Avena Shake

What I wanted to try more than anything was Irazú’s Avena (Oatmeal) shake made with milk, which was the most deliciously complex consistency with beautiful hints of cinnamon. It was sweet and savory and an entire meal in itself, so I’m glad I only ordered a salad to go with it. They have a ton of other interesting shake flavors, including Pinolillo (Corn Meal) and Tamarindo. Definitely an adventure for the tastebuds!

Palmito Salad

Oh, and by salad, I don’t mean just any ordinary salad. I ordered a large (and boy was it large) Palmito Salad: Heart of palm steaks on a bed of cabbage slaw, tossed with beets, avocado, tomato, radishes, cilantro, splashed with vinegar, lime and olive oil. The salad was perfectly dressed and the dish in its entirety was a refreshing and adventurous journey. The vinegar and lime cut through the hearty heart of palm steaks and the slaw provided a fun crunch with every bite. I would order this dish again in a minute, but it’s imperative you go with someone else so you can steal a few of their delicious sweet plantains.

Picture 25Final Thoughts: In a meal that’s like a rainforest on a plate, without any of the more slippery animals, Irazú immerses you in the warm embrace of the jungle. Excellent portion sizes at good prices, this BYOB (no corkage fee!) is a particular Chicago experience you can’t miss.

Silence Kills

WHAT: Silence Kills (Photographic Exhibit)
WHEN: February 1 – 25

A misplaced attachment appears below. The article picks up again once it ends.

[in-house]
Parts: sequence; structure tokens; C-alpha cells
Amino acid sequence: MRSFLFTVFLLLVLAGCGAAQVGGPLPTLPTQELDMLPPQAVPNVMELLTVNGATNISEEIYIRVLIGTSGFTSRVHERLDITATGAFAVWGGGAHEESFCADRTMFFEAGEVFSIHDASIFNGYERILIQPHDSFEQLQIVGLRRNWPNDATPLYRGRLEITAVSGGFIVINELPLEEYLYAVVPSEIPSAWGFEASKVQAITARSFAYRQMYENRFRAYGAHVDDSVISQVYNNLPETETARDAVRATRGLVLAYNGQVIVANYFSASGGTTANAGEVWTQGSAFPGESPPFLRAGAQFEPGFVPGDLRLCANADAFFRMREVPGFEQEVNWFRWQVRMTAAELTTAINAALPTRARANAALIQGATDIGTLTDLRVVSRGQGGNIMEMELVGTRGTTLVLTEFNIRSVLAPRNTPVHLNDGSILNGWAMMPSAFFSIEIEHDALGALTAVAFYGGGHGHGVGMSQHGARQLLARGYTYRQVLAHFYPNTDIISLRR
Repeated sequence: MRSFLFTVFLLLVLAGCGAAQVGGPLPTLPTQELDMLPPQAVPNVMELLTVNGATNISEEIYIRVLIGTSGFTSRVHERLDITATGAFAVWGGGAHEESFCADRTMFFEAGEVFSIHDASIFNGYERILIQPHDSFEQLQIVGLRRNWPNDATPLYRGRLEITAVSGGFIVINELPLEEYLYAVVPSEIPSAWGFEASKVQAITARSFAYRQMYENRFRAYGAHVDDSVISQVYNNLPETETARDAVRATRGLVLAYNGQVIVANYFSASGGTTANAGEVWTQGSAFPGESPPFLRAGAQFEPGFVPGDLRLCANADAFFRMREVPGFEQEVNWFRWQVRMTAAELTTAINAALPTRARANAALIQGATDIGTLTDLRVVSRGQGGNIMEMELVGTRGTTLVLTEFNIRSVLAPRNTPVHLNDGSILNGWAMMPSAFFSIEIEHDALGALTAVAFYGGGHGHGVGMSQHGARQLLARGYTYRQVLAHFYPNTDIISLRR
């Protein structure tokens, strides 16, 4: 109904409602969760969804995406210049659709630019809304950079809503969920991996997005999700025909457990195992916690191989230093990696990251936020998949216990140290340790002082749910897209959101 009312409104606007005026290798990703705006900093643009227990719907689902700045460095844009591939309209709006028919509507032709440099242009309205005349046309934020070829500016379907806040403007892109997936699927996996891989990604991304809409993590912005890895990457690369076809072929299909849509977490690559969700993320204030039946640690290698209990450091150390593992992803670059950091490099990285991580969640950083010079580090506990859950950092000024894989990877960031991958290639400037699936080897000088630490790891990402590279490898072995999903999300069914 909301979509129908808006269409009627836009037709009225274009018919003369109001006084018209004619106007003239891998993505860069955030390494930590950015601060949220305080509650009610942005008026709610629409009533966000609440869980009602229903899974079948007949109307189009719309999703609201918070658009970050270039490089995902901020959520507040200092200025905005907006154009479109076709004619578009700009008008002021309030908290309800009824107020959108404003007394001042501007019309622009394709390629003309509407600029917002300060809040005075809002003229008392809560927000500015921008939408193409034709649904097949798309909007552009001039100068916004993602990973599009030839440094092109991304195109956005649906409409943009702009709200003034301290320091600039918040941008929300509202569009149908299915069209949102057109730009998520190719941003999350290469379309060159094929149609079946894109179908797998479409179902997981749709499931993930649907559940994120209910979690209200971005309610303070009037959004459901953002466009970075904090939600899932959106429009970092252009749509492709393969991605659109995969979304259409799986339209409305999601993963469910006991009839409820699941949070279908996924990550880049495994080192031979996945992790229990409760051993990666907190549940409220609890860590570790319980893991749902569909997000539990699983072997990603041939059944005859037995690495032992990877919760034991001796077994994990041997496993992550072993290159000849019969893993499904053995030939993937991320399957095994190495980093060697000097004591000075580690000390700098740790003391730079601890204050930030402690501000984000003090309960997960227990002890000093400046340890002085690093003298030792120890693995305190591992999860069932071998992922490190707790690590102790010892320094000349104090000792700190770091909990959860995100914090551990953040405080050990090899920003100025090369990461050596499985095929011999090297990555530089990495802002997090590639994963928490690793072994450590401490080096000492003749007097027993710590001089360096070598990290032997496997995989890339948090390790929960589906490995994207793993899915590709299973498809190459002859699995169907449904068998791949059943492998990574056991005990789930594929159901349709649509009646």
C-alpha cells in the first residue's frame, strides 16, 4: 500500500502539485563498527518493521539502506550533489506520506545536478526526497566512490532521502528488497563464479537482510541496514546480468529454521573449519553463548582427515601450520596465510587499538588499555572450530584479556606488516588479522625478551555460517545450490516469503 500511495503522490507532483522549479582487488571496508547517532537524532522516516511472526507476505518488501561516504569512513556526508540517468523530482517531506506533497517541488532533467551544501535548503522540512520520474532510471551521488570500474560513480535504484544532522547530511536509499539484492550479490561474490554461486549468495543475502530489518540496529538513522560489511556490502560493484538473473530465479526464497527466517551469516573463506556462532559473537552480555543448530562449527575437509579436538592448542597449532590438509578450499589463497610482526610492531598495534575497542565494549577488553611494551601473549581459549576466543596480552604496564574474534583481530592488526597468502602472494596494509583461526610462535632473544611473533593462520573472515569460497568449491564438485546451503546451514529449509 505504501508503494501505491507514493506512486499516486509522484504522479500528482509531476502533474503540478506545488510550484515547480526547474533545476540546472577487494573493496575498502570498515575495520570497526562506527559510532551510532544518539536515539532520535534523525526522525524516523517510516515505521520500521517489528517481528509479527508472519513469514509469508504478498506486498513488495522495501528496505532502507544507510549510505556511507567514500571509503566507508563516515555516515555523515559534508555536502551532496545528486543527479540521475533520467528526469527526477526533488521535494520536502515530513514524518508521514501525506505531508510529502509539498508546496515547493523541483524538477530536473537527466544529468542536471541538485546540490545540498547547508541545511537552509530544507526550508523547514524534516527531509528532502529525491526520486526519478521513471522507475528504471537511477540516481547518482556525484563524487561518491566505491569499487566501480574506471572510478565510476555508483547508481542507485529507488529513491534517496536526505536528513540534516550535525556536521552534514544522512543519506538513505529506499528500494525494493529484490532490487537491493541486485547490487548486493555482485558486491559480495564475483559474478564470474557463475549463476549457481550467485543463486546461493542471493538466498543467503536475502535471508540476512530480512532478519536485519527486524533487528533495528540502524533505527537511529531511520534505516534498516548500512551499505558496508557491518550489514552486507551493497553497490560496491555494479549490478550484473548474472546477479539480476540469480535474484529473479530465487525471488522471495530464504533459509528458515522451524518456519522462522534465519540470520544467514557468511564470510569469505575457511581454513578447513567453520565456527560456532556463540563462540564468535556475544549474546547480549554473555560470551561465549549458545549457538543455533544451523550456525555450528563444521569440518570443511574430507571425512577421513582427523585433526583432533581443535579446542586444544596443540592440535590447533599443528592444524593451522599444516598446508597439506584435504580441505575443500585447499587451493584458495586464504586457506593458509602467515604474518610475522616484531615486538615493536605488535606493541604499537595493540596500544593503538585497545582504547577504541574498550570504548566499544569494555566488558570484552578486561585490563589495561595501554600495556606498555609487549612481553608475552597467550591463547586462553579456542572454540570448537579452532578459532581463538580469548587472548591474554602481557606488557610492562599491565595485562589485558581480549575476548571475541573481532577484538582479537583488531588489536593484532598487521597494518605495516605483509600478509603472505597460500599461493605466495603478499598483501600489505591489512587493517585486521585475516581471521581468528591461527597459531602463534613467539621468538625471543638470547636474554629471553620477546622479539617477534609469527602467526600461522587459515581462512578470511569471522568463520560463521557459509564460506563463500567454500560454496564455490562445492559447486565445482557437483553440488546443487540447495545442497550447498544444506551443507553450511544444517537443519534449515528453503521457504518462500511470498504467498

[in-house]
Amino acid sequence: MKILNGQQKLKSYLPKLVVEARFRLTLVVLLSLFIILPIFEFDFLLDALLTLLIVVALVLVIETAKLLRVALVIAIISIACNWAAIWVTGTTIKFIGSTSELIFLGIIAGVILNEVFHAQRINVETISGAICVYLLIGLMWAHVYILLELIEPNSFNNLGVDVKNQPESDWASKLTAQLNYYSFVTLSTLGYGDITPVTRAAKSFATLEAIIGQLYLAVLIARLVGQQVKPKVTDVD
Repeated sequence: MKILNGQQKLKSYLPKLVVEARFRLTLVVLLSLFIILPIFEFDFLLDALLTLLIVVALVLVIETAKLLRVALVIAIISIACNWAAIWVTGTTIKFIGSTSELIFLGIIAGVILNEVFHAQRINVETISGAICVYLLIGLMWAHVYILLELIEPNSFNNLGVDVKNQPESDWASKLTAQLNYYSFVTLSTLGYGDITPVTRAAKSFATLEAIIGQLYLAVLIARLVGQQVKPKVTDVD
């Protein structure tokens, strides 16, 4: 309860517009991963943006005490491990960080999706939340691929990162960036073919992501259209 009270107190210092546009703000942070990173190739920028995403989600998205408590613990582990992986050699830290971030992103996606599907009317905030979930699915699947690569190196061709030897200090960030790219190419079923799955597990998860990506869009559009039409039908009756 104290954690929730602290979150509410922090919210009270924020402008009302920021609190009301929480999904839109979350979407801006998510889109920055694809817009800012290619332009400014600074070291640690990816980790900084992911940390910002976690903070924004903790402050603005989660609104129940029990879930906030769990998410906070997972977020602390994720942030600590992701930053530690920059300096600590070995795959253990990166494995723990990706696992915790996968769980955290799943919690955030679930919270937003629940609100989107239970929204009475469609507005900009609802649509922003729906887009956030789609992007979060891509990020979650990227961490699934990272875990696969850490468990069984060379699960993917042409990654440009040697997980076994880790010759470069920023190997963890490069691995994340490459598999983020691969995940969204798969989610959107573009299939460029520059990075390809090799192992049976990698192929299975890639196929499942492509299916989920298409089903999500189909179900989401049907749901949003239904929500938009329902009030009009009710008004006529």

WHERE: 1431 N. Milwaukee Ave. (inside EyeWant Eyewear)
HOST: Eyeporium Gallery


Credit: Brian Leli

Credit: Brian Leli

Last week, Storefront City dropped into the Eyeporium Gallery in Wicker Park for the opening reception of Brian Leli’s photography exhibition “Silence Kills,” which also provided the perfect opportunity to celebrate the release of his new photo and essay book, “London in a Year.”

Credit: Brian Leli (August 2011: A man rests in front of a wall painted with street art at the Notting Hill Carnival.)

Credit: Brian Leli

“Silence Kills”  tells the everyday story of a city (in this case London), which seems to prove the point that an ordinary day doesn’t exist for a huge metropolis. Documenting everything from protesters in the Occupy Movement outside St. Paul’s Cathedral, gay pride celebrants in Trafalgar Square, or a coffee shop owner in Camden, Leli’s work focuses on the people that make a city tick, and their place beside these well-known monuments of old. As such, this is a snapshot of Londoners, rather than the city, and what it means to be a member of (or outsider in) a modern cosmopolitan capital.